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  • Posted

    Hi

    Just been reading your post. My Dad is scheduled for gamma knife on Thursday, just wondered if you had any advice? I hope it worked for you.

    My Dad is on 600mg carbamazepine, but it's not really working but he can't tolerate any higher dose. The surgeon said that he has classic TN.

    Thanks

    Tracey

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    • Posted

      Where is he having it done, Tracey?

      He needs to realise that having the pins put it does not hurt but it can be unsettling so I hope someone will be staying with him except in the actual machines. We all need a support person. He should be aware that the pin sites do bleed afterwards. Mine were ok til i went to bed that night. Woke in the morning to a saturated pillow. It's common.

      I was hoping for instant relief and indeed this is the case for many but mine took a few weeks to do much except that before the procedure I was having to increase my Tegretol dose every three weeks and this immediately stopped. Don't be discouraged if it takes 2 months or more to help. Realise that stress will make it worse as will the cold.  There is no sensation to the actual Gamma Knife and no afterpain except a possible headache which is prob. from the headframe. If they offer him a sedative, do take it. Think about whether he needs to go to the toilet before having the actual procedure, it can take a few hours for some people- mine was about 4 hrs I beleive. Some places, they play music. Mine didnt. I sang to myself (silently) until I fell asleep. I got a bit scared before they put me in there so I reminded myself that Mum was in WW2 and helped her brother aim searchlights from the fields onto the Bombers that were heading to bomb Bristol. Wish him luck for me.. I would send an ecard but this Forum does not allow I think.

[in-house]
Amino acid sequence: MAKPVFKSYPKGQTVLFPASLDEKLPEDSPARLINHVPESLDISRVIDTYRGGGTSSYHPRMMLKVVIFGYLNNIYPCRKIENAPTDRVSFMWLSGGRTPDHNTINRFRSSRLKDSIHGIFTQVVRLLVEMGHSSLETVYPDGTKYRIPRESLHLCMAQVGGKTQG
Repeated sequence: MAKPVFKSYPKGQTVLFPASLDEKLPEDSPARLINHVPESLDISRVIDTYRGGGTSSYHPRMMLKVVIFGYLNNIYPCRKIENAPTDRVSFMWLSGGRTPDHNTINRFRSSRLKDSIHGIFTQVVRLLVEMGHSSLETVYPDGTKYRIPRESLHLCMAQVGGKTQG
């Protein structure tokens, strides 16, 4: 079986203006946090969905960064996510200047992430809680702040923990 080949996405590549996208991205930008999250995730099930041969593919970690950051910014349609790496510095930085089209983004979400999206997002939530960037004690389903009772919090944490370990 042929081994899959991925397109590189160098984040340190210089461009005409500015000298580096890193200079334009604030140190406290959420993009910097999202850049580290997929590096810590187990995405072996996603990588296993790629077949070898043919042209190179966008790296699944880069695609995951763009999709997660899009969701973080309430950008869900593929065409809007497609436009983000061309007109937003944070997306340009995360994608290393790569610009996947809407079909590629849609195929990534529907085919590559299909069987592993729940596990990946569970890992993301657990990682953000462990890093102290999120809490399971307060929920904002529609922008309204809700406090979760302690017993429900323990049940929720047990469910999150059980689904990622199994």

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    • Posted

      Thank you so much for your reply.

      We are in England, he is booked in at Sheffield gamma knife hospital. My Mum and I are staying over with him (we live 2 hours away) and will now definitely make sure we're with him while he is getting ready.

      He is just desperate to do something to stop the pain, we have discussed that it might take some time after the operation to work. I'll warn my Mum about the bleeding so she doesn't panic!!

      These days we forget about what people went through in ww2 we expect things to be easy!

      Fingers crossed for Thursday.

      Thank you again

      Tracey

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    • Posted

      Hi, thanks for your advice. Just to let you know Dad had his surgery. It was fine, a bit nerve racking at the time but it wasn't as bad as he expected. Anyway, since the op he has had 1 shock and that is all! He's so so much better. I know it's early (& was possibly in remission) but he really can't believe the difference.

      Hope you're well x

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    • Posted

      Oh, hey, thanks for dropping to let us know how things went. Tell your dad I wish him all the best for his future. He should be good for quite a while and I beleive they will re do the op in 3 years if needed.